Vernon K. Robbins

Sociorhetorical Interpretation

Emory Studies in Early Christianity

Rhetoric of Religious Antiquity

Religious Sites in Atlanta

Emory Department of Religion

Emory Graduate Division of Religion

1 Corinthians: Interpretive traditions

Paul: 1 Corinthians

Ideology resides not only in biblical texts; it also resides in interpretive traditions that have been granted positions of authority. One form of ideological challenge has come from Elisabeth Schüssler Fiorenza, the first woman president of the Society of Biblical Literature, who has called on the guild of American biblical scholars to identify and evaluate the political ideology that guides the interpretations it sanctions and the series of publications it nurtures (1988). Her call was based on a critical theory of rhetoric that considers discourse to generate reality, not merely be a reflection of it (1987: 387). In other words, discourse creates a world of pluriform meanings and a pluralism of symbolic universes, and this means that discourse is always implicated in power (1988: 14). The discourse of historical interpretation, therefore, has ideological texture:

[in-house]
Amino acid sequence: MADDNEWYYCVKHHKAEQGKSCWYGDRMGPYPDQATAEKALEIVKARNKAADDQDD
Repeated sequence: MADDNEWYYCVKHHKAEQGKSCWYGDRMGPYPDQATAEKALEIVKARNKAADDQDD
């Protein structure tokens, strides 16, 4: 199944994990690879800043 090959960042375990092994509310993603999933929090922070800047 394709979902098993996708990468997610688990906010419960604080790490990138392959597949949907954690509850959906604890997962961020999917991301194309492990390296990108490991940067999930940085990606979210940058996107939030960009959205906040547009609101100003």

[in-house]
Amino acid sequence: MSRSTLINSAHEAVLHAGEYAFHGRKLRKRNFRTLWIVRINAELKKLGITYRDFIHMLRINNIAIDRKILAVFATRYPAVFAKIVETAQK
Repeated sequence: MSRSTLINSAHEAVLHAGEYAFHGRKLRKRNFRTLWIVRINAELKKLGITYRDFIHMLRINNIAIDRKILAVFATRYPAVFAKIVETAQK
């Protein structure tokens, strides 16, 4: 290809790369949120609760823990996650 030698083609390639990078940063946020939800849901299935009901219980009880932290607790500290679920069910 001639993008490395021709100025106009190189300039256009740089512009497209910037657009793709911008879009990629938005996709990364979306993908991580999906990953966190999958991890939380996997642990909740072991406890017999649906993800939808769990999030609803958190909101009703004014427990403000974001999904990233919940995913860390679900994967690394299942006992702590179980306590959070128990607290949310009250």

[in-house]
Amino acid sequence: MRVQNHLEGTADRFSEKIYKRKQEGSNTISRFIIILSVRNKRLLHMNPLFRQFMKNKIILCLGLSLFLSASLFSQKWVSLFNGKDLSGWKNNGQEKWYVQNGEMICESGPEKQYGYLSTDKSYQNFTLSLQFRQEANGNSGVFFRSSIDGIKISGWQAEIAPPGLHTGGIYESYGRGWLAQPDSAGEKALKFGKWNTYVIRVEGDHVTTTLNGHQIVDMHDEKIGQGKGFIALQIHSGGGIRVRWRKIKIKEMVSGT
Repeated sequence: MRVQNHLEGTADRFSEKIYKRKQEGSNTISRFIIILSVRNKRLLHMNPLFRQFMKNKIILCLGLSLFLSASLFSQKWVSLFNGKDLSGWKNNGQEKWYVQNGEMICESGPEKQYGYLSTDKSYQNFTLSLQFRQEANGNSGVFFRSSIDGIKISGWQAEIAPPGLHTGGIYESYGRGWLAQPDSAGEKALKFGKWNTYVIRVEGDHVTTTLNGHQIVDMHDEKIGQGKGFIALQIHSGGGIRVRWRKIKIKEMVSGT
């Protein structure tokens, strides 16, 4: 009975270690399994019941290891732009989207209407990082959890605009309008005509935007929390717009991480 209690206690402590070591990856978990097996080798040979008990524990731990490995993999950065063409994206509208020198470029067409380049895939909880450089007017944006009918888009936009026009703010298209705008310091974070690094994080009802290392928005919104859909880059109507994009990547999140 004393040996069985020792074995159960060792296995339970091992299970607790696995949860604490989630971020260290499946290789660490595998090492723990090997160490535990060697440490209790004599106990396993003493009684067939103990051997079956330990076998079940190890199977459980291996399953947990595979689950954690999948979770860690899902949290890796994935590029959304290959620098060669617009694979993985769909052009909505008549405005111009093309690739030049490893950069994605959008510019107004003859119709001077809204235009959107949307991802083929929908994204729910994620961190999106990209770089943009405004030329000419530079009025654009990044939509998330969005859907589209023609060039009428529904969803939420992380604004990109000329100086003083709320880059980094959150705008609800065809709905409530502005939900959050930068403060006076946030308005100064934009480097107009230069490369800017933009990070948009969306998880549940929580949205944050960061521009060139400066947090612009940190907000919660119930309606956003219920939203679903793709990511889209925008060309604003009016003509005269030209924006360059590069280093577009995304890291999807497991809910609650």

In the very language historians use to describe their projects they not only provide a certain amount of explanation or interpretation of what this information means but also give a more or less overt message about the attitude that the reader should take with respect to the historical 'data' and their interpretation. (Schüssler Fiorenza 1985b: 50)

Working carefully in a mode of critical rhetorical analysis, Schüssler Fiorenza identifies an ideological feature in contemporary investigations where all interpreters 'follow Paul's dualistic rhetorical strategy without questioning or evaluating it'; namely, they presuppose that 'he is right and the 'others' are wrong' (p. 390). Careful analysis of rhetorical arrangement and the rhetorical situation evoked by the discourse suggests that Paul countered the baptismal self-understanding of the Corinthians --whereby their community relationships overcame patriarchal divisions between Greeks and Jews, slave and free, men and women, rich and poor, wise and uneducated-- with a patriarchal line of authority through himself (God, Christ, Paul, Apollos, Timothy, Stephanas and other local co-workers) which introduces patriarchal subordination of women to men (God-Christ-man-woman: 1 Cor. 11.2) (p. 397).

From: Vernon K. Robbins (1996) The Tapestry of Early Christian Discourse: Rhetoric, Society and Ideology, London: Routledge: 200-201.

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